Sabbe Rettery closed down in the 1970s and has a slightly neglected appearance, but in reality it is one of the best-preserved retteries along the River Lys. The site, including the steam engine and chimney, was listed as a monument in 2005.
Sabbe Rettery is located in Bondgenotenlaan, but you can also see the site from the towpath along the River Lys. If you continue along the towpath, you arrive at the Verschaeve flax company, another very important site – it is discussed under a separate item.
Together, both sites give a good picture of the flax industry in the 1920-1960 period: you can see the typical retting pits, the steam engines and corresponding chimneys, a couple of flax barns and possibly a scutching mill. The buildings are surrounded by bleach greens where the flax ‘chapels’ were set up to dry.
The doors under the concrete building gave access to the retting pits. They were filled with flax and subsequently filled up with water of about 32°C. This initiated a rotting process which separated the textile fibres from the woody core of the flax stalks.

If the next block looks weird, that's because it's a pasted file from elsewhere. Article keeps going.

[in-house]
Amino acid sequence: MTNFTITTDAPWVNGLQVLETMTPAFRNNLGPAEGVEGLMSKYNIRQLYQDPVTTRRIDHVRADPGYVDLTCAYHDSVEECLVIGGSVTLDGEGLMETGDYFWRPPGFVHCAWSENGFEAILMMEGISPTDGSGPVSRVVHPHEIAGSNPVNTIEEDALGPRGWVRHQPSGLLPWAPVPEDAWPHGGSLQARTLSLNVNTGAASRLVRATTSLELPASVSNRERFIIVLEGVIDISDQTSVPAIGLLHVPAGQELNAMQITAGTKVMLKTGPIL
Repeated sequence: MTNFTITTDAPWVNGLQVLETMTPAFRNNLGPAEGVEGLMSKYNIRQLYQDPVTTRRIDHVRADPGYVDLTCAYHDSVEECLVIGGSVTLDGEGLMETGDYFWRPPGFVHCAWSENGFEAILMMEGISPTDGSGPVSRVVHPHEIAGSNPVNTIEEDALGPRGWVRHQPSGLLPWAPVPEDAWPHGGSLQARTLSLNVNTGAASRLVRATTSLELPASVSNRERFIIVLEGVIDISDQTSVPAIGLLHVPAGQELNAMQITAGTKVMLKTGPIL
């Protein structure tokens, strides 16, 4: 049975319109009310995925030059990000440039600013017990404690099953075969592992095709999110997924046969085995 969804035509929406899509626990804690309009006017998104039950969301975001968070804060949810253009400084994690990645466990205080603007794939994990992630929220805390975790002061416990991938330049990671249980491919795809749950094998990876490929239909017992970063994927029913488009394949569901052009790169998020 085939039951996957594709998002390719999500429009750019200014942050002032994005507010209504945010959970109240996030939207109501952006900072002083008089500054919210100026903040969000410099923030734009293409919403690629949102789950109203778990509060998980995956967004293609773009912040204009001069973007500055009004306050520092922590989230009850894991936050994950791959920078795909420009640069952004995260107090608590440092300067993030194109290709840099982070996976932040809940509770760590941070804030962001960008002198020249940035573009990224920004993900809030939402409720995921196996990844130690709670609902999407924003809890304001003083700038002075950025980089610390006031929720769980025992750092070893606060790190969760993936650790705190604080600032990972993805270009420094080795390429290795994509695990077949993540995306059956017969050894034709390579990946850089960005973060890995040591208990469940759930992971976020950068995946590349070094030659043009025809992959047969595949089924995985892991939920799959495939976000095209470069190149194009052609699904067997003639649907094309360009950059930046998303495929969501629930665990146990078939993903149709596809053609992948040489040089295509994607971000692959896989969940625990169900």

This core was subsequently broken in the scutching mill, upon which the resulting woody tubes were removed from the textile fibres. These wooden tubes were used by the flax manufacturers to fuel their steam engines. This explains why the flax industry used steam engines for such a long time: the fuel costs were minimal. Sabbe Rettery also operated on steam until the 1970s.
You can learn more about the Sabbe flax family under the item 'Sabbe House'.
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